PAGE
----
What is chemical conditioning in sludge treatment?
Chemical conditioning is the chemical pre-treatment of sludge prior to the concentration and dehydration process.
Sludge Conditioning Chemicals and Their Effects
Sludge conditioning is done to help remove water from solids and is most often achieved by administering chemicals. Conditioning fuses (or aggregates) small sludge particles (1-10 µm) to produce large sludge particles, reducing colloidal sludge content (particle size/polymer size <0.1 µm). This improves both particle settling and product cake permeability, increasing the efficiency of downstream thickening and dehydration processes.
Chemical conditioning is achieved by administering the following to the sludge:
>Inorganic (or mineral) coagulant (such as iron or aluminium) and/or
>Organic flocculent (or polymer). Mineral reagents are suitable for processes such as mechanical dehydration (belts, filter presses, etc.). In this process, strong flakes take precedence over large compressible flakes. Mineral coagulants include:
-Iron chloride or aluminium chloride or sulphate (FeCl3, Fe2 (SO4) 3, AlCl3, Al2 (SO4) 3)
-Iron (III) Chloro-sulphate (FeClSO4)
-Poly-aluminium or poly-iron salt
-Lime used for alkali stabilization (slaked lime, Ca. (OH) 2) or quicklime, CaO).
-Iron (III) salts, especially iron (III) chloride, are preferred for both economic and effectiveness reasons.
How does flocculants and coagulants work?
The flocculants work by reducing the surface charge of the repulsive sludge particles and aggregating the particles by this destabilizing effect. Coagulant doses can be supplemented with lime doses to increase the filtration capacity of the cake and retain the more toxic metal in the solids. The addition of lime stabilizes sludge and reduces its putrefaction, odour, and content of pathogenic microorganisms.
What is the use of polymers?
Polymers, usually high molecular weight polyelectrolytes, can be used alone or as a supplement to the dosage of inorganic coagulants for some dehydration techniques such as filter presses.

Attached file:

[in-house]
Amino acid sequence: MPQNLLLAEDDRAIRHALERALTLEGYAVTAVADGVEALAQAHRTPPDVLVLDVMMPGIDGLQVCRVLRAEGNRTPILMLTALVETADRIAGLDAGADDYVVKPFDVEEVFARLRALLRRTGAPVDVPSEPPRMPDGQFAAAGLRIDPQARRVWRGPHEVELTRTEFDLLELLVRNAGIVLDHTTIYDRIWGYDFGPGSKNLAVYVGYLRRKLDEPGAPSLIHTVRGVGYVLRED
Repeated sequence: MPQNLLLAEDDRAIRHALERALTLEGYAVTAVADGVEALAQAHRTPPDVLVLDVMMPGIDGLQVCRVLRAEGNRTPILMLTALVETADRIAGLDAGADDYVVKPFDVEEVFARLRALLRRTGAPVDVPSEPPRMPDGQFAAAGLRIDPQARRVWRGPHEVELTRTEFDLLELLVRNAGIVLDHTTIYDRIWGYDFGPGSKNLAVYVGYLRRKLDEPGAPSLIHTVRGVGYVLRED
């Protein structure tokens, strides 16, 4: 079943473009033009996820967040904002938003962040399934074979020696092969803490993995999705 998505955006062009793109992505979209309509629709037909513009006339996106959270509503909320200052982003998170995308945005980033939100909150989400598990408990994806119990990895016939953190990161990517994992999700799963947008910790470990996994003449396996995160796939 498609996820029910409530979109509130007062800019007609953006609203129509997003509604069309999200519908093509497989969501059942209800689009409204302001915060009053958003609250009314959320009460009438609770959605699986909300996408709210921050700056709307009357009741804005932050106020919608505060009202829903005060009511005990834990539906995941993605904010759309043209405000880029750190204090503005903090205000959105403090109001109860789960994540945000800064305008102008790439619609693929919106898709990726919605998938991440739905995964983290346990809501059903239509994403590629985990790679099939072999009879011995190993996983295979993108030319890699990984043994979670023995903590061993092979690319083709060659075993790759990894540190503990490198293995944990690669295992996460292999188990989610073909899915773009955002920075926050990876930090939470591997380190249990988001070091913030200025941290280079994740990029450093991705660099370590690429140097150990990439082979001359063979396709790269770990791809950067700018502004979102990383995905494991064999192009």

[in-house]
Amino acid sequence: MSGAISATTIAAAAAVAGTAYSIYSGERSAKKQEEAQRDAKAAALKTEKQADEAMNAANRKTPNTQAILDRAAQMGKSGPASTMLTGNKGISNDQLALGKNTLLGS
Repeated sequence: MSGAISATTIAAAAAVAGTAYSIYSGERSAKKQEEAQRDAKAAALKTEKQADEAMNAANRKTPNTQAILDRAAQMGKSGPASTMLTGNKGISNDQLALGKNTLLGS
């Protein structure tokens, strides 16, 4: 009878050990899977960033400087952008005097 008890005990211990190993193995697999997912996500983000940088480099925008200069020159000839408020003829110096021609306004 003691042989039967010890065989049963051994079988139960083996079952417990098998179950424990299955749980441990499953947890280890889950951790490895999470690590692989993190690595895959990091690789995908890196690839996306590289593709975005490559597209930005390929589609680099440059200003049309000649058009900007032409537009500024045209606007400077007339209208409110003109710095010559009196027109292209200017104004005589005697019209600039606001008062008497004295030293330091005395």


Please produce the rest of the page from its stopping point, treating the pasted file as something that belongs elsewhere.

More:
If the polyelectrolyte is cationic in nature, the polymer works by forming bridges between sludge particles with an additional particle destabilizing effect (like the effect of inorganic coagulants).
There are many different polymer products with different charge polarities (cationic, anionic, neutral), charge density (charge per unit volume), structure (branched or linear, etc.), and molecular weight.
What are these used for?
Cationic poly-acrylamides are used for sludge’s high in organic matter (OM/suspended solids> 40%) and/or cellulose fibres. These chemicals come in a variety of molecular weights. Medium molecular weight polymers are suitable for pressure belt filtration, which requires high drainage, while very high molecular weight polymers are mechanically strong and tend to produce shear resistant flakes suitable for centrifugation.
Anionic polyelectrolytes are suitable for the treatment of high inorganic content suspensions or slurries, for example from metal hydroxide precipitates. Therefore, these polymers tend to be used in combination with mineral coagulants.
Sludge Conditioning Chemical Dosage
The dose of coagulant or polymer required to adjust the sludge depends on both the sludge properties and the downstream dehydration technique. Clinical tests are always required to determine the chemical type and dosage of the polymer.
A high content of sludge fibre or high-density granular solids tends to reduce the dose of coagulant chemicals required, but a high protein content increases it. The addition of inorganic reagents increases the concentration of inert solids in the sludge.
Approximately 60-70% of the added FeCl3 and 80-90% of the administered lime enter the dehydrated solid (or cake fraction). Organic polymers, on the other hand, can be thermally destroyed along with other organic components and do not adversely affect the calorific value of sludge during downstream anaerobic digestion or thermochemical treatment processes.
Chemical administration method for sludge conditioning
Inorganic chemical treatment of sludge may include agglutination in continuous mixing tanks. The first is a metal salt (usually alum or ferric chloride) and the second is lime.
Use a high stirring rate (150-300 W / m3) for a short time (5-10 minutes) and then use for a long time under slow mixing conditions to grow aggregated particles (or flakes).The flakes formed by conditioning should be obtained with low shear when carrying sludge, for example using a screw pump or an eccentric screw pump. Long-term storage of conditioned sludge can also adversely affect its filterability, as the natural biodegradation of organic matter can produce colloidal substances.
Conditioning chemicals can be delivered in solid or liquid form, and liquid polymers are delivered as emulsions. When supplied as a powder, the polymer should be stored in a dry place, quickly premixed with water to form a ready-to-use 2-5 g /L solution, and then allowed to stand (20-30).
The solution should be prepared regularly as the effectiveness of the dissolved polymer slowly declines in a few days. Infusion of the polymer can be done by simple in-line mixing, as in the case of thickening of centrifugal or gravity drums, the rotational effect in the process provides sufficient effective mixing to promote aggregation. Other concentration/dehydration techniques usually require a special premix upstream for 20-60 seconds.